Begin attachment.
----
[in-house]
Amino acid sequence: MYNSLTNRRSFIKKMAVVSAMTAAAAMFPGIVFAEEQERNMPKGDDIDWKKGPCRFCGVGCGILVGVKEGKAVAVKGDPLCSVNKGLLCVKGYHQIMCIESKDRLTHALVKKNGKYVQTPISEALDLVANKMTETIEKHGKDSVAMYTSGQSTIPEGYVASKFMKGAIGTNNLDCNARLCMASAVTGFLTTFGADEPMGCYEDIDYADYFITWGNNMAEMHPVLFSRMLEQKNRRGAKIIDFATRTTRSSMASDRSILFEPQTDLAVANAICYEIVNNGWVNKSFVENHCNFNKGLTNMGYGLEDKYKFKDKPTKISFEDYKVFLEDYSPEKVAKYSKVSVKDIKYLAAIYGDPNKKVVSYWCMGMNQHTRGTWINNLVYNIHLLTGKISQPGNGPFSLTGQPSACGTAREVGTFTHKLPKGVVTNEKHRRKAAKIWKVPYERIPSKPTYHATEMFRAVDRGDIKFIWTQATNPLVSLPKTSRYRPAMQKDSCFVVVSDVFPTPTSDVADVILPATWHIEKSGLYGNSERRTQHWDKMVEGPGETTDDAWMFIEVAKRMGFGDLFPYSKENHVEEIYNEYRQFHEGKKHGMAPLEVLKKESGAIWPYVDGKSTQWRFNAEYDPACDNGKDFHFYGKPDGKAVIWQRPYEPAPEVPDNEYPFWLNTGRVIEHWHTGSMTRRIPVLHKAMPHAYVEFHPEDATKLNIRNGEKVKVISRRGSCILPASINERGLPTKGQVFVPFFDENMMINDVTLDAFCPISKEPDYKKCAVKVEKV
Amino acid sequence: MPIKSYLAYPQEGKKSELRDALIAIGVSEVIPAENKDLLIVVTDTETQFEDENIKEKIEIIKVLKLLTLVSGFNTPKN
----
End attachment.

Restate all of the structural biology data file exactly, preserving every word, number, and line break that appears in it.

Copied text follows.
[in-house]
Amino acid sequence: MYNSLTNRRSFIKKMAVVSAMTAAAAMFPGIVFAEEQERNMPKGDDIDWKKGPCRFCGVGCGILVGVKEGKAVAVKGDPLCSVNKGLLCVKGYHQIMCIESKDRLTHALVKKNGKYVQTPISEALDLVANKMTETIEKHGKDSVAMYTSGQSTIPEGYVASKFMKGAIGTNNLDCNARLCMASAVTGFLTTFGADEPMGCYEDIDYADYFITWGNNMAEMHPVLFSRMLEQKNRRGAKIIDFATRTTRSSMASDRSILFEPQTDLAVANAICYEIVNNGWVNKSFVENHCNFNKGLTNMGYGLEDKYKFKDKPTKISFEDYKVFLEDYSPEKVAKYSKVSVKDIKYLAAIYGDPNKKVVSYWCMGMNQHTRGTWINNLVYNIHLLTGKISQPGNGPFSLTGQPSACGTAREVGTFTHKLPKGVVTNEKHRRKAAKIWKVPYERIPSKPTYHATEMFRAVDRGDIKFIWTQATNPLVSLPKTSRYRPAMQKDSCFVVVSDVFPTPTSDVADVILPATWHIEKSGLYGNSERRTQHWDKMVEGPGETTDDAWMFIEVAKRMGFGDLFPYSKENHVEEIYNEYRQFHEGKKHGMAPLEVLKKESGAIWPYVDGKSTQWRFNAEYDPACDNGKDFHFYGKPDGKAVIWQRPYEPAPEVPDNEYPFWLNTGRVIEHWHTGSMTRRIPVLHKAMPHAYVEFHPEDATKLNIRNGEKVKVISRRGSCILPASINERGLPTKGQVFVPFFDENMMINDVTLDAFCPISKEPDYKKCAVKVEKV
Amino acid sequence: MPIKSYLAYPQEGKKSELRDALIAIGVSEVIPAENKDLLIVVTDTETQFEDENIKEKIEIIKVLKLLTLVSGFNTPKN